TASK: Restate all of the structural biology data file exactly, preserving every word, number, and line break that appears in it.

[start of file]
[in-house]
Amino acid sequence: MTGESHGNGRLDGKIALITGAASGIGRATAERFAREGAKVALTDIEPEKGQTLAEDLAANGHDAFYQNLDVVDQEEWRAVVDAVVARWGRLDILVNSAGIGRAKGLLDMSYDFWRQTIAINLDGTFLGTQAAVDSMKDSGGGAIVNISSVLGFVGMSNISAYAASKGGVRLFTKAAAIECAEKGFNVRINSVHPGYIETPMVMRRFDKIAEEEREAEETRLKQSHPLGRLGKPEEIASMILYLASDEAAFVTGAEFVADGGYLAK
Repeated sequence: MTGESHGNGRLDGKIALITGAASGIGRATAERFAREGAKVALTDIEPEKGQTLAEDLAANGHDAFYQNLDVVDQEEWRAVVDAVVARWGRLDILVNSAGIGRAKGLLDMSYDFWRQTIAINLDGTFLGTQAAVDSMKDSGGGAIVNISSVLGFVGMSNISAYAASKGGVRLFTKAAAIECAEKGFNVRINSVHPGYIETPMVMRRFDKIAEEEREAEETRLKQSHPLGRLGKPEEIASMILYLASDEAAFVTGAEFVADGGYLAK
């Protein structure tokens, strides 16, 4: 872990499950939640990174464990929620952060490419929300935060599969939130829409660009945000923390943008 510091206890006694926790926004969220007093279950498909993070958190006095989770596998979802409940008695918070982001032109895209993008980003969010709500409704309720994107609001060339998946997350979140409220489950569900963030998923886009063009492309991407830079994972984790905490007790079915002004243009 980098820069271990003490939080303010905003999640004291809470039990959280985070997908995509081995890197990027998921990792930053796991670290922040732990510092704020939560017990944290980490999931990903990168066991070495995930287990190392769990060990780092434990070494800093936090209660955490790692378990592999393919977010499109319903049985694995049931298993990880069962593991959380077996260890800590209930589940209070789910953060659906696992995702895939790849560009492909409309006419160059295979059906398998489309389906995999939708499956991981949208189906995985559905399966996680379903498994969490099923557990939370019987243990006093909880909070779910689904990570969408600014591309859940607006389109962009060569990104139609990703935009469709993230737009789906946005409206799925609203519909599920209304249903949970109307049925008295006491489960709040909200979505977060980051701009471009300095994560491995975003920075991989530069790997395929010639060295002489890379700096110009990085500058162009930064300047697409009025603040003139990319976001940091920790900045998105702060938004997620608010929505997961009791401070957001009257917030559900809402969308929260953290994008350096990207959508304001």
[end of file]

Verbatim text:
[in-house]
Amino acid sequence: MTGESHGNGRLDGKIALITGAASGIGRATAERFAREGAKVALTDIEPEKGQTLAEDLAANGHDAFYQNLDVVDQEEWRAVVDAVVARWGRLDILVNSAGIGRAKGLLDMSYDFWRQTIAINLDGTFLGTQAAVDSMKDSGGGAIVNISSVLGFVGMSNISAYAASKGGVRLFTKAAAIECAEKGFNVRINSVHPGYIETPMVMRRFDKIAEEEREAEETRLKQSHPLGRLGKPEEIASMILYLASDEAAFVTGAEFVADGGYLAK
Repeated sequence: MTGESHGNGRLDGKIALITGAASGIGRATAERFAREGAKVALTDIEPEKGQTLAEDLAANGHDAFYQNLDVVDQEEWRAVVDAVVARWGRLDILVNSAGIGRAKGLLDMSYDFWRQTIAINLDGTFLGTQAAVDSMKDSGGGAIVNISSVLGFVGMSNISAYAASKGGVRLFTKAAAIECAEKGFNVRINSVHPGYIETPMVMRRFDKIAEEEREAEETRLKQSHPLGRLGKPEEIASMILYLASDEAAFVTGAEFVADGGYLAK
């Protein structure tokens, strides 16, 4: 872990499950939640990174464990929620952060490419929300935060599969939130829409660009945000923390943008 510091206890006694926790926004969220007093279950498909993070958190006095989770596998979802409940008695918070982001032109895209993008980003969010709500409704309720994107609001060339998946997350979140409220489950569900963030998923886009063009492309991407830079994972984790905490007790079915002004243009 980098820069271990003490939080303010905003999640004291809470039990959280985070997908995509081995890197990027998921990792930053796991670290922040732990510092704020939560017990944290980490999931990903990168066991070495995930287990190392769990060990780092434990070494800093936090209660955490790692378990592999393919977010499109319903049985694995049931298993990880069962593991959380077996260890800590209930589940209070789910953060659906696992995702895939790849560009492909409309006419160059295979059906398998489309389906995999939708499956991981949208189906995985559905399966996680379903498994969490099923557990939370019987243990006093909880909070779910689904990570969408600014591309859940607006389109962009060569990104139609990703935009469709993230737009789906946005409206799925609203519909599920209304249903949970109307049925008295006491489960709040909200979505977060980051701009471009300095994560491995975003920075991989530069790997395929010639060295002489890379700096110009990085500058162009930064300047697409009025603040003139990319976001940091920790900045998105702060938004997620608010929505997961009791401070957001009257917030559900809402969308929260953290994008350096990207959508304001």